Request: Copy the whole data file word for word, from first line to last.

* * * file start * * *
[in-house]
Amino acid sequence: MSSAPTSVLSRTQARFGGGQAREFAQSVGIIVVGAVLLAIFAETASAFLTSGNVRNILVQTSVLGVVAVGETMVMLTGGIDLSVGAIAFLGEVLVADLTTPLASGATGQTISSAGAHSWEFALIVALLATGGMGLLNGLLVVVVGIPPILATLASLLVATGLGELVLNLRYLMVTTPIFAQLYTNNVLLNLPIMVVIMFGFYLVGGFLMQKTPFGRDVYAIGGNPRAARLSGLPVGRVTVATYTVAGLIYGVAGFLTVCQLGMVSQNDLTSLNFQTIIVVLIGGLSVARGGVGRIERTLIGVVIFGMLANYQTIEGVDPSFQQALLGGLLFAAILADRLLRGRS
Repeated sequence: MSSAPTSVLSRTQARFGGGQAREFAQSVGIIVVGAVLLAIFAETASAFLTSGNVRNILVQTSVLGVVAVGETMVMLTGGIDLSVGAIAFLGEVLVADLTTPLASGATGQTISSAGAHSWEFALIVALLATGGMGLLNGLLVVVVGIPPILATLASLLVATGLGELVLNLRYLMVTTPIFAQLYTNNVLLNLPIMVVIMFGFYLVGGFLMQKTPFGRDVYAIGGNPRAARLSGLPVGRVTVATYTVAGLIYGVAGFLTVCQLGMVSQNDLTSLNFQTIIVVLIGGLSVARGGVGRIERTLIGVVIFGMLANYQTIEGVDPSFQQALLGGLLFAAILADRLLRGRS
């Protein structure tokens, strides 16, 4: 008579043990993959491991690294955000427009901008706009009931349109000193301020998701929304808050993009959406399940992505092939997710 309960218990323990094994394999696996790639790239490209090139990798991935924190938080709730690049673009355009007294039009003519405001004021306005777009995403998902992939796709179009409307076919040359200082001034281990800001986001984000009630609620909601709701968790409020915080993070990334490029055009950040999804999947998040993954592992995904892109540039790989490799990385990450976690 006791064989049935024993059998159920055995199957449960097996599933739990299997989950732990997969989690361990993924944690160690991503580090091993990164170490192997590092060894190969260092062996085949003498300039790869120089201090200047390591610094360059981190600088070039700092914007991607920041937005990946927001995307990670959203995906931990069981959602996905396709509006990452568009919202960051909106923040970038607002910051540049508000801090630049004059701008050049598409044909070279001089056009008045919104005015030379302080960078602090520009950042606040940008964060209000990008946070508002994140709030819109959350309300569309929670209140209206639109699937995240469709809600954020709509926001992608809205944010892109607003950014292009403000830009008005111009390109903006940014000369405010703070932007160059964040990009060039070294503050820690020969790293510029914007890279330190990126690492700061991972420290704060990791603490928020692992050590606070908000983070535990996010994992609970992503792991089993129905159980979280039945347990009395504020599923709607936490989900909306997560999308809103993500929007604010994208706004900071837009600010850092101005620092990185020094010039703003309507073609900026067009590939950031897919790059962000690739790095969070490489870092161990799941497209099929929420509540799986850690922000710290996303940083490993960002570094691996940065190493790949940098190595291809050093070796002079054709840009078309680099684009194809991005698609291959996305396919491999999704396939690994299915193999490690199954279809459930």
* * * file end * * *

[in-house]
Amino acid sequence: MSSAPTSVLSRTQARFGGGQAREFAQSVGIIVVGAVLLAIFAETASAFLTSGNVRNILVQTSVLGVVAVGETMVMLTGGIDLSVGAIAFLGEVLVADLTTPLASGATGQTISSAGAHSWEFALIVALLATGGMGLLNGLLVVVVGIPPILATLASLLVATGLGELVLNLRYLMVTTPIFAQLYTNNVLLNLPIMVVIMFGFYLVGGFLMQKTPFGRDVYAIGGNPRAARLSGLPVGRVTVATYTVAGLIYGVAGFLTVCQLGMVSQNDLTSLNFQTIIVVLIGGLSVARGGVGRIERTLIGVVIFGMLANYQTIEGVDPSFQQALLGGLLFAAILADRLLRGRS
Repeated sequence: MSSAPTSVLSRTQARFGGGQAREFAQSVGIIVVGAVLLAIFAETASAFLTSGNVRNILVQTSVLGVVAVGETMVMLTGGIDLSVGAIAFLGEVLVADLTTPLASGATGQTISSAGAHSWEFALIVALLATGGMGLLNGLLVVVVGIPPILATLASLLVATGLGELVLNLRYLMVTTPIFAQLYTNNVLLNLPIMVVIMFGFYLVGGFLMQKTPFGRDVYAIGGNPRAARLSGLPVGRVTVATYTVAGLIYGVAGFLTVCQLGMVSQNDLTSLNFQTIIVVLIGGLSVARGGVGRIERTLIGVVIFGMLANYQTIEGVDPSFQQALLGGLLFAAILADRLLRGRS
């Protein structure tokens, strides 16, 4: 008579043990993959491991690294955000427009901008706009009931349109000193301020998701929304808050993009959406399940992505092939997710 309960218990323990094994394999696996790639790239490209090139990798991935924190938080709730690049673009355009007294039009003519405001004021306005777009995403998902992939796709179009409307076919040359200082001034281990800001986001984000009630609620909601709701968790409020915080993070990334490029055009950040999804999947998040993954592992995904892109540039790989490799990385990450976690 006791064989049935024993059998159920055995199957449960097996599933739990299997989950732990997969989690361990993924944690160690991503580090091993990164170490192997590092060894190969260092062996085949003498300039790869120089201090200047390591610094360059981190600088070039700092914007991607920041937005990946927001995307990670959203995906931990069981959602996905396709509006990452568009919202960051909106923040970038607002910051540049508000801090630049004059701008050049598409044909070279001089056009008045919104005015030379302080960078602090520009950042606040940008964060209000990008946070508002994140709030819109959350309300569309929670209140209206639109699937995240469709809600954020709509926001992608809205944010892109607003950014292009403000830009008005111009390109903006940014000369405010703070932007160059964040990009060039070294503050820690020969790293510029914007890279330190990126690492700061991972420290704060990791603490928020692992050590606070908000983070535990996010994992609970992503792991089993129905159980979280039945347990009395504020599923709607936490989900909306997560999308809103993500929007604010994208706004900071837009600010850092101005620092990185020094010039703003309507073609900026067009590939950031897919790059962000690739790095969070490489870092161990799941497209099929929420509540799986850690922000710290996303940083490993960002570094691996940065190493790949940098190595291809050093070796002079054709840009078309680099684009194809991005698609291959996305396919491999999704396939690994299915193999490690199954279809459930």